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In April 2021 Ethical Consumer viewed the Faith in Nature Ltd website for information on how the company managed workers' rights in its supply chain. The company was sent a questionnaire from Ethical Consumer in April 2021 and the response to this, received in May 2021, was also viewed.

1. Supply chain policy (poor)

Ethical Consumer looked for the following commitments: no use of forced labour, permission of freedom of association, payment of a living wage, the restriction of working hours to 48 hours plus 12 overtime (without exception), no use of a child labour (under 15 or 14 if ILO exempt), no discrimination by race, sex or for any other reason.

No policy was found addressing any of these issues and it was considered to have a poor supply chain policy.

2. Stakeholder engagement (poor)

Ethical Consumer deemed it necessary for companies to demonstrate stakeholder engagement, such as through membership of the Ethical Trade Initiative, Fair Labour Association or Social Accountability International. Companies were also expected to engage with Trade Unions, NGOs and/or not-for-profit organisations which could systematically verify the company's supply chain audits, and for workers to have access to an anonymous complaints system, free of charge and in their own language.

No evidence was found that the company was a member of a multi-stakeholder initiative. It stated "We conduct due diligence of new suppliers, including a “supplier service provider approval form” which asks whether supplier are a member of Sedex, one of the world’s leading ethical trader providers. We request evidence of membership." It was unclear what was included in the form, and SEDEX membership was not considered an adequate example of stakeholder engagement.

No evidence was found of systematic input from NGOs and/or labour organisations and/or not-for-profits in the country of supply into the verification of labour standard audits. It stated "Being a manufacturing business, we work closely with Trade Unions to ensure accountability with respect to employee welfare" but it did not state which nor whether these worked together on the issue of audits.

No evidence was found that the company had a complaints process available to supply chain workers. It stated "Whilst we have a whistleblowing process within our own organisation, we are unaware of any specific policies or processes within our wider supply chain."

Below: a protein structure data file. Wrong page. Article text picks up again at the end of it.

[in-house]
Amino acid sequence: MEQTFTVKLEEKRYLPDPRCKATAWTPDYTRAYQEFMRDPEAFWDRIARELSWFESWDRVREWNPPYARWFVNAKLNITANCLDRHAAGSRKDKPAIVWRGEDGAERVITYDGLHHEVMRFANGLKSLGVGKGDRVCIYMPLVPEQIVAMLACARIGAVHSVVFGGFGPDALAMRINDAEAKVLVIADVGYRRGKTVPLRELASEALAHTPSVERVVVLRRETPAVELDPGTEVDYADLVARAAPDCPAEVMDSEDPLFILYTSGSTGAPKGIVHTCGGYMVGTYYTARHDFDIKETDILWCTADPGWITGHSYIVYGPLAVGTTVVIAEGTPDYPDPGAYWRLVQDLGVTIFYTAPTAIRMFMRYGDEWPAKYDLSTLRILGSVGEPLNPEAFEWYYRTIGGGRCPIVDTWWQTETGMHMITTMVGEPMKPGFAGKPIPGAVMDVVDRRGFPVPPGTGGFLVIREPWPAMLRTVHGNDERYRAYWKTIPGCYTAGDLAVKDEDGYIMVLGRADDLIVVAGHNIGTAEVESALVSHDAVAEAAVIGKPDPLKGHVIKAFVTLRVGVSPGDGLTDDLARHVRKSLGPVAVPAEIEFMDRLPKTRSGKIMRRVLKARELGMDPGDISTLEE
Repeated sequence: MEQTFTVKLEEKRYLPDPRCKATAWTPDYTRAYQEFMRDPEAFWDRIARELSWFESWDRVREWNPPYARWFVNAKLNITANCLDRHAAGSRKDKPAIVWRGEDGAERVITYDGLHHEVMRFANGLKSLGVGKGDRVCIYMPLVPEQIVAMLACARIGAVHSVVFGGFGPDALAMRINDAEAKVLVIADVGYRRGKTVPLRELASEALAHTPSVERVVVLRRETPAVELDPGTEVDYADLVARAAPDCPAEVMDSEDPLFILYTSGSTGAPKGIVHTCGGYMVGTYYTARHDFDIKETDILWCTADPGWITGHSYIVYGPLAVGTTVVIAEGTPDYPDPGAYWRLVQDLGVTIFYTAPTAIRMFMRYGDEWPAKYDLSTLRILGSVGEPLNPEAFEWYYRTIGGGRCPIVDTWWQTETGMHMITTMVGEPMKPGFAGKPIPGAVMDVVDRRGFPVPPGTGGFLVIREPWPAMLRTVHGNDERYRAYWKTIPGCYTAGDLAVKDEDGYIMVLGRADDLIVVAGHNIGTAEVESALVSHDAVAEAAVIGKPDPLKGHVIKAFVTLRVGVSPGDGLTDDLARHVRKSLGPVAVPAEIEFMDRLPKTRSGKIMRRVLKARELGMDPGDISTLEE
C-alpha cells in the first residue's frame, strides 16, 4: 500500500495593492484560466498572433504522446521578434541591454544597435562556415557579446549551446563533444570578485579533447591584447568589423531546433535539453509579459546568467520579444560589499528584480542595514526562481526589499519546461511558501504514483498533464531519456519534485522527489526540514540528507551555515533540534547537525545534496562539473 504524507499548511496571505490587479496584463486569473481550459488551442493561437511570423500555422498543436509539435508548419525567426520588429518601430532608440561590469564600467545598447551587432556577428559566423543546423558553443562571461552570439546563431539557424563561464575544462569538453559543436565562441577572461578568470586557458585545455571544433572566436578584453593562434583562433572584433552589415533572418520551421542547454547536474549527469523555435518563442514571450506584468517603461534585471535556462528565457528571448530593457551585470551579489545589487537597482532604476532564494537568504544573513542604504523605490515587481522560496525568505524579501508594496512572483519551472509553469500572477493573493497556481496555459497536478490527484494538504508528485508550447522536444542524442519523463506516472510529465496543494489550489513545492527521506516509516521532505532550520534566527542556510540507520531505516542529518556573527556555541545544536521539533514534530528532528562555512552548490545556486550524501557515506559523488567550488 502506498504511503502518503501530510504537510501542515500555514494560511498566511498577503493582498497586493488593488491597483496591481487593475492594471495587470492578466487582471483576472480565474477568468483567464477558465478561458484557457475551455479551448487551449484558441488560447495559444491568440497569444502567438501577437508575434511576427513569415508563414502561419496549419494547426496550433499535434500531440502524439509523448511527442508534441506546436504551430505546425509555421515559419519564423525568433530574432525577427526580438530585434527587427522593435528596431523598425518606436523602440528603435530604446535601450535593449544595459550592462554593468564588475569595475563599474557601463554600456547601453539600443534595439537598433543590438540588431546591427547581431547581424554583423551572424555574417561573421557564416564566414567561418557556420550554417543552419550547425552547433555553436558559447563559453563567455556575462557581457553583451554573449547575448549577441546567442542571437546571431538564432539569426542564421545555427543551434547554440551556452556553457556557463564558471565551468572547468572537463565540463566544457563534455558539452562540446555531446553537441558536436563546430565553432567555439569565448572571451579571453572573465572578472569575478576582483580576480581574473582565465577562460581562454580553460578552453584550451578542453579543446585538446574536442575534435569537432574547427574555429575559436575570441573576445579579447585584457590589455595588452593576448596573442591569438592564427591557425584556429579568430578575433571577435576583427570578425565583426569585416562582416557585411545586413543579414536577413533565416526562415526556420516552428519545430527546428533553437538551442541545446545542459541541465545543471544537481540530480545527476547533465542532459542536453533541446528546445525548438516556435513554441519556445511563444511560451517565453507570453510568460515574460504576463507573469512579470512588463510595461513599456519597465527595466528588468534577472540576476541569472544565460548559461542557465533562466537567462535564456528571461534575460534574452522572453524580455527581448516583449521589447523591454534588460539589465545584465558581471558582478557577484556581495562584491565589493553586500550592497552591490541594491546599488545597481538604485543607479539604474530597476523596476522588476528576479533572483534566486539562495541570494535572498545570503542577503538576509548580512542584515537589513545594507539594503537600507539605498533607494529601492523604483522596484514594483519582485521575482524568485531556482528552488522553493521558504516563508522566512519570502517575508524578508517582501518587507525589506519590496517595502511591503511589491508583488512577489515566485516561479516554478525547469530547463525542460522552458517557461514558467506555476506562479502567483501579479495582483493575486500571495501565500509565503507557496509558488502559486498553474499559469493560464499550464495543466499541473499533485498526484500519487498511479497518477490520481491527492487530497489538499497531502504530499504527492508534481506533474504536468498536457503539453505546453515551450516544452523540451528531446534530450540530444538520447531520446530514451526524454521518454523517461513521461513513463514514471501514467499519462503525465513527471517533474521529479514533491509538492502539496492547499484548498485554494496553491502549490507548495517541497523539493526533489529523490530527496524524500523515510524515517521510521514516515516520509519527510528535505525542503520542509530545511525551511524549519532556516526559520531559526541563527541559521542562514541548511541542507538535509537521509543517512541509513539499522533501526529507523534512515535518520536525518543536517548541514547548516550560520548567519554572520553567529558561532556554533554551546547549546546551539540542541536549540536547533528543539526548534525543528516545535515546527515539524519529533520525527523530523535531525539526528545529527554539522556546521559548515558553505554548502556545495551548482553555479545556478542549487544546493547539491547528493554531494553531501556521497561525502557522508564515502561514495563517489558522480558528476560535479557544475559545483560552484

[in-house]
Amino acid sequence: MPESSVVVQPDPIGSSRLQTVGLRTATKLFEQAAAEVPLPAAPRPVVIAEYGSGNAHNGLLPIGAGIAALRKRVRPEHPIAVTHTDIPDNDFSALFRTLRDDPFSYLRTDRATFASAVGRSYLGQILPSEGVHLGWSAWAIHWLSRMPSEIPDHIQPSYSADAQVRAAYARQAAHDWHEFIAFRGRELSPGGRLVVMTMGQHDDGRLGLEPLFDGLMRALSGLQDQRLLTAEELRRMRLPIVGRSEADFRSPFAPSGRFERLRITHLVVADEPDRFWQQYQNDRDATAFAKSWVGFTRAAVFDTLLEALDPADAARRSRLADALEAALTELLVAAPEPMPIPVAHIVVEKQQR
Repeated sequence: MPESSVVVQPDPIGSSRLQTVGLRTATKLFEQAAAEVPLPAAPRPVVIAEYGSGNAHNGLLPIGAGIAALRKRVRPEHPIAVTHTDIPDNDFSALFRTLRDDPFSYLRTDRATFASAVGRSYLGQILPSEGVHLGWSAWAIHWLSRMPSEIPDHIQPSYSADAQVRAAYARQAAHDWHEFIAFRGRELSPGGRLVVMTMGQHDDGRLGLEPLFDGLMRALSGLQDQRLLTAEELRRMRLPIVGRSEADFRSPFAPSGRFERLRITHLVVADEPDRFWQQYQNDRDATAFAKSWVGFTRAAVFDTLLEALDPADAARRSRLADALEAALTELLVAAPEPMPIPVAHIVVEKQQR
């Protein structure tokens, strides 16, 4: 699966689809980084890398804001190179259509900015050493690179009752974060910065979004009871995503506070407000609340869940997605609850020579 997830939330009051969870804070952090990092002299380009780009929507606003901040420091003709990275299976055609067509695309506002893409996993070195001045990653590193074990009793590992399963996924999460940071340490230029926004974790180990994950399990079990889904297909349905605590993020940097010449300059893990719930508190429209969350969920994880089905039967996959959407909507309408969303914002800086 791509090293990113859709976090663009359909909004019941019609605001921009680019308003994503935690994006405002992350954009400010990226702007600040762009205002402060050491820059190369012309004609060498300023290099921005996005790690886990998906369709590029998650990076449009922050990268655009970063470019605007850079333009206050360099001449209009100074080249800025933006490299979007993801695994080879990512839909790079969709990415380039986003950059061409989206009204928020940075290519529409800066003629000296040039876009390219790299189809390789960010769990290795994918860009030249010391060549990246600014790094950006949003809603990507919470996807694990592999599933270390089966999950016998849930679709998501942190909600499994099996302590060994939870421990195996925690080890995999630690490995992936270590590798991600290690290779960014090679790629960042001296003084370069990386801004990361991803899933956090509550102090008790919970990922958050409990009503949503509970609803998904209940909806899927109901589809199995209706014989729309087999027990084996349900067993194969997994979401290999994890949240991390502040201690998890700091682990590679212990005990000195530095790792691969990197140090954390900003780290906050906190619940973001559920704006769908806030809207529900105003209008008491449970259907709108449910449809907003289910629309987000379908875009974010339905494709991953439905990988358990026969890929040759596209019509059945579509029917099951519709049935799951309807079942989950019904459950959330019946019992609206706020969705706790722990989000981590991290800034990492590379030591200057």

Overall, it was considered to have a poor approach to stakeholder engagement.

3. Auditing and Reporting (poor)

Ethical Consumer deemed it necessary for companies to have an auditing and reporting system. Results of audits should be publicly reported and quantitatively analysed. The company should have a scheduled and transparent audit plan that applies to their whole supply chain, including some second tier suppliers. The company should also have a staged policy for non-compliance. The costs of the audit should be borne by the company.

The company stated "We audit all of our suppliers from a quality perspective and we are beginning to include ethical auditing within this. For example, although we are not legally required to implement a modern slavery policy, we are currently developing one and this will be shared on our website. In time, this will be included within the supplier auditing process." As such it appeared the copmany did not currently audit in respect to ethical issues.

It was considered to have a poor approach to auditing and reporting.

4. Difficult issues (poor)

Ethical Consumer also deemed it necessary for companies to address other difficult issues in their supply chains. This would include ongoing training for agents, or rewards for suppliers meeting labour standards, or preference for long term suppliers. It would also include acknowledgement of audit fraud and unannounced audits, and measures taken to address the issue of living wages, particularly among outworkers, and illegal freedom of association.

Overall it was considered to have a poor approach to difficult issues as no information was found related to these criteria.

As a small company Faith in Nature could have qualified for an exemption if it demonstrated effective if not explicit action to address supply chain management issues. As no measures were identified it did not qualify for this.

Overall, Faith in Nature Ltd received a worst Ethical Consumer rating for Supply Chain Management and lost a whole mark in this category.

Reference: (20 April 2021)

In April 2021 Ethical Consumer searched the Faith in Nature website for information about the company's approach to using cocoa in its products.

Ethical Consumer identified three products on the company website that appeared to contain cocoa. These were two conditioners which stated that the cocoa was organic. The third was a hair mask, which did not state whether the cocoa was organic.

As there appeared to be only a small number of products containing cocoa, and only one that was not listed as organic, this reference is for information only.

Reference: (20 April 2021)